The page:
There are gaming laptops, and then there are uncompromising gaming laptops. ASUS’ ROG G751JY falls into the latter category for a number of different reasons, with a great one being that it packs some seriously powerful hardware under its hood. How does a 1GB/s SSD sound? 24GB of RAM? GTX 980M? Exactly. Read on!
Introduction, A Look At The Hardware & Software
To call ASUS’ G751 a mere “gaming notebook” seems like a disservice. It’s just so much more – a full-on desktop replacement that excels at gaming. In fact, with its brawny hardware, it’s bound to be faster than the desktops most people reading this will own.
To be more specific, I’m talking about the G751JY, the model that slots into the middle of ASUS’ G751 line-up. At $2,250, it’s clear from the get-go that this gaming notebook means business, but I could make it even clearer with a couple of quick buzzwords: “24GB of RAM”, “NVIDIA GTX 980M”, and “1GB/s SSD”.
Yup – this thing is a monster.
ASUS’ G751 models range from $1,500 to $2,800, and I feel that those wanting to get to get the “full package” would do well with this $2,250 variant. Another good consideration would be the $1,500 model; it drops the GPU to 970M, has 16GB of RAM, loses the M.2 SSD, and includes a standard DVD-RW drive in lieu of a BD-RE.
All G751 notebooks feature the same chassis design as the G751JY I’m looking at here, in addition to special game-related keys, and also the bright 1080p display.
A Look At The Hardware
In case I somehow failed to spell it out above: ASUS’ G751 is one hell of a powerful notebook. It sports so much high-end hardware, I’m not even sure where to begin. Let’s start with the CPU: Intel Core i7-4710HQ, a quad-core offering that supports HyperThreading. For graphics duties, we have NVIDIA’s GeForce GTX 980M, and for our volatile memory needs, there’s 24GB of DDR3-1600.
Also worth noting is the inclusion of Samsung’s XP941 M.2 PCIe-based SSD, one that’s at least twice as fast as standard SATA-based SSDs (~1.1GB/s read, ~800MB/s write). That super-fast I/O makes a big difference for those with heavier workloads – it’s fast enough where a Windows virtual machine I ran on the notebook felt like it was running at native OS speeds.
16.38″ x 12.52″ x 2.09″ 10.58 lbs Windows 8.1 Kensington Lock
As far as notebooks go, the G751 is a relative tank. It weighs 10.58lbs, so prepare to break a sweat when bringing it from point A to B. I took this notebook to NVIDIA’s GTC last month, and while I appreciated having its power and big screen at the hotel, it wasn’t fun lugging it through multiple airports. However, one TSA agent did tell me that it “looked awesome”, so there’s that.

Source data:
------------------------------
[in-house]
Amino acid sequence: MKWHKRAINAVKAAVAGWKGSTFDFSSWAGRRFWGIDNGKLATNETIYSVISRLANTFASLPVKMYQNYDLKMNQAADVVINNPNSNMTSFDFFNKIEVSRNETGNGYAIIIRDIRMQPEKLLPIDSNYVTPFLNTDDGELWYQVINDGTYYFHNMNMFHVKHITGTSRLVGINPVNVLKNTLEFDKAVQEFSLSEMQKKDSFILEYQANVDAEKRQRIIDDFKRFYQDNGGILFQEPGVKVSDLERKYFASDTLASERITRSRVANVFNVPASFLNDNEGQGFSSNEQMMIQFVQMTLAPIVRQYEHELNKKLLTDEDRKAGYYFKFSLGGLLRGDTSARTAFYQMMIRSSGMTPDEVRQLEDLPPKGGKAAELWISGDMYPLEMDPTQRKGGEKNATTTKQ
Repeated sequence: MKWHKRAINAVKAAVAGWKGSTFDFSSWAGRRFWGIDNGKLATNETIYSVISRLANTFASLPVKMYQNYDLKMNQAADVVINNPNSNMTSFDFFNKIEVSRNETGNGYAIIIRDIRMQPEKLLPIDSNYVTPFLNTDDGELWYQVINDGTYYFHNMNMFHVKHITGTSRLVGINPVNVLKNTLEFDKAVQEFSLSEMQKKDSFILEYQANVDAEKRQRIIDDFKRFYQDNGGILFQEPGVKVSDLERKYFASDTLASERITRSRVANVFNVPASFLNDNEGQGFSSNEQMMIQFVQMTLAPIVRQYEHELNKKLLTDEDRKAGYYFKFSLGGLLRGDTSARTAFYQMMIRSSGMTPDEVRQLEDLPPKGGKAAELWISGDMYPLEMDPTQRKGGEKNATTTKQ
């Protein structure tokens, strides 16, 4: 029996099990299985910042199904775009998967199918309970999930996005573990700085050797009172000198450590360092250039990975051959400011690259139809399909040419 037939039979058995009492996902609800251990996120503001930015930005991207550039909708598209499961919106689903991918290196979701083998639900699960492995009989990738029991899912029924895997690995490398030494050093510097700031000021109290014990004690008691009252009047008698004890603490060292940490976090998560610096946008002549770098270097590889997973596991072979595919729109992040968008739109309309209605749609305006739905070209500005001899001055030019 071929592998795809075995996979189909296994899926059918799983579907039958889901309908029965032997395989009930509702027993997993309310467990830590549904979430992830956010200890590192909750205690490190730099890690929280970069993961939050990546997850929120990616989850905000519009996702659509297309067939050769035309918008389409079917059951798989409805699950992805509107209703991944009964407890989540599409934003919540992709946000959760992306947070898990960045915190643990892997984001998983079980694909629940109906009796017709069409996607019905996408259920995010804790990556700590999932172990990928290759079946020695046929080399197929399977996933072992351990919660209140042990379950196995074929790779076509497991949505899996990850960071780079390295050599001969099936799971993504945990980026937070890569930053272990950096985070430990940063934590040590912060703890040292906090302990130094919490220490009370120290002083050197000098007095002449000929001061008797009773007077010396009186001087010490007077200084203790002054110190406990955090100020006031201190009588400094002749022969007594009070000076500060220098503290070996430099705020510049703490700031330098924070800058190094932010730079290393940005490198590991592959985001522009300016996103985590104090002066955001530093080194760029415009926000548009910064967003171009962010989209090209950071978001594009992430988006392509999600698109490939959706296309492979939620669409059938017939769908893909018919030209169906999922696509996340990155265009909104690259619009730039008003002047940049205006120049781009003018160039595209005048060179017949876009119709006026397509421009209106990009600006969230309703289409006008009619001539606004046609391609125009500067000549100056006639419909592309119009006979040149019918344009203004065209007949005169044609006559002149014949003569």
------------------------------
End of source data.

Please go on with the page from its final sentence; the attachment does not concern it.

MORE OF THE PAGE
The notebook’s exhausts are unsurprisingly large, with a major benefit of that being that it won’t sound like a jet engine while it’s being stressed hard. At full-tilt, using audio of a decent level should drown out the fan noise completely.
Being such a large notebook, there’s no feeling of crampedness when typing away on the keyboard. I am about as fussy as they come where notebook keyboards are concerned, but overall, this one was quite nice to work with. The touchpad is also good to the touch, but the left and right buttons leave a bit to be desired – they feel mushy, and are not that satisfying to push.
There’s more that makes the G751 special than just its beefier hardware. At the top of the keyboard are five buttons related to gaming, with three of them involving built-in macros.
At the absolute left is a camera which ties into NVIDIA’s ShadowPlay to record your gaming. The idea is that once it’s set up, all you have to do is tap this button while in-game to record, and then tap it again to stop. While you can do this quite easily with regular keyboard shortcuts, this button takes the hassle out of remembering what those keyboard shortcuts are.
Next to the camera key is one that sports a familiar logo: Steam. Hitting this will launch Steam in Big Picture mode, in case you just want to kick back and take advantage of that interface. Unfortunately, neither the recording or Steam key can be reconfigured.
At the left side of the GT751, and from left to right, is a Kensington lock, dual USB 3.0 ports, the Blu-ray re-writer, and SD card reader.
On the right side, again from left to right, are three audio jacks (output, mic-input, and line-input), dual USB 3.0 ports, a mini-DisplayPort, HDMI, LAN, VGA, and the AC power.
There’s not too much that can be said that isn’t obvious: the G751 is a tank. It’s well-built, well-designed, and looks good, to boot. If only we could get the performance it offers without it needing to weigh 10lbs!
A Look At The Software
We’ve established that the G751’s hardware and design is good, so now it’s time to find out if that carries on through to the software. Like the ROG G20 PC I took a look at a couple of months ago, the Windows 8.1 desktop is kept nice and clean, with only a single desktop icon in the G751’s case. The same pinkish hue theme once again makes a return, and the amount of bundled software is moderate.